In the 1880s, the buildings were cleared and the east end of the chancel was rebuilt. Thus, the flushwork, which matches that of the aisles, is actually a piece of clever Victorian counterfeit. Spencer and Kent say that the work was carried out by one William Hubbard of Dereham.

Stepping inside today, the main impression is of white lightness. As at St George Colegate next door, it is like being inside a vast, square glasshouse. The pillars of the arcades are narrow and tall, and the aisle walls beyond echo them with a series of blank arcades, as though you might expect another aisle beyond them. Although the church is, I am afraid, very dirty above head height, there is still a sense of whiteness, of lightness; I don't believe that this church ever had wall paintings and decorations, except above the chancel arch.

  north aisle, looking west, 2006

In the early 16th century, money for the elaboration of the church had been bequeathed by members of the Clerk, Thorp and Ramsey families. All the glass of that time has gone now, pretty much; there are a few surviving fragments reset in the east window of the north aisle, mainly canopy work. In the east window of the chancel, the Victorians placed a large deposition from the cross, which looks as if it might be continental work, or perhaps simply another clever Victorian counterfeit.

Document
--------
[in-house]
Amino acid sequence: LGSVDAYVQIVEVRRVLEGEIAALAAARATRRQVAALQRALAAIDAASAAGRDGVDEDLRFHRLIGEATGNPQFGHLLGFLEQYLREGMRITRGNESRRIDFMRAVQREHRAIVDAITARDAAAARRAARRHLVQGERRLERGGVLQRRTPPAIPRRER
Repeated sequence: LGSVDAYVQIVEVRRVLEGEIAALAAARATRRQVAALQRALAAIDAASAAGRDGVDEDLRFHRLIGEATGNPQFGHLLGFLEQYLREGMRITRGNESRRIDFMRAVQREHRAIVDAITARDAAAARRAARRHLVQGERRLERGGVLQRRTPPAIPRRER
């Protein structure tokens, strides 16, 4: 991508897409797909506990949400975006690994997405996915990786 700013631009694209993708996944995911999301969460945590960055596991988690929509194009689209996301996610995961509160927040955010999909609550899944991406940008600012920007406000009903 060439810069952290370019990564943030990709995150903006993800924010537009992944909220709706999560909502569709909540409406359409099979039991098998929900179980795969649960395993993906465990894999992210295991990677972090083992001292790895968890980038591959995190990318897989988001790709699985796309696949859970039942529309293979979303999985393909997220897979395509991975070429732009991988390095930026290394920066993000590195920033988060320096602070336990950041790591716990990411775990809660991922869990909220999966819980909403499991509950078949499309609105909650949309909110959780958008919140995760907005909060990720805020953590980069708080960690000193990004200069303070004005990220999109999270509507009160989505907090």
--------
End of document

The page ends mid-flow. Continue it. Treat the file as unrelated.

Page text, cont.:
Memorial of Mrs Anne Grew, who died very suddenly on the 17th October 1844, while conversing with her husband W. Grew, of Duke Street, Norwich - Corpore Mortua, sed Memoria viveris   All furnishings have been removed, presumably because as much space was wanted as possible when the building was a sports centre. However, many of the memorials survive, collected in the south aisle and on the chancel arch. There are also two massive ones up in the gallery; if you compare George Plunkett's photograph of the west end to mine of 2006, you can see that these have both been moved up the wall to accomodate the gallery.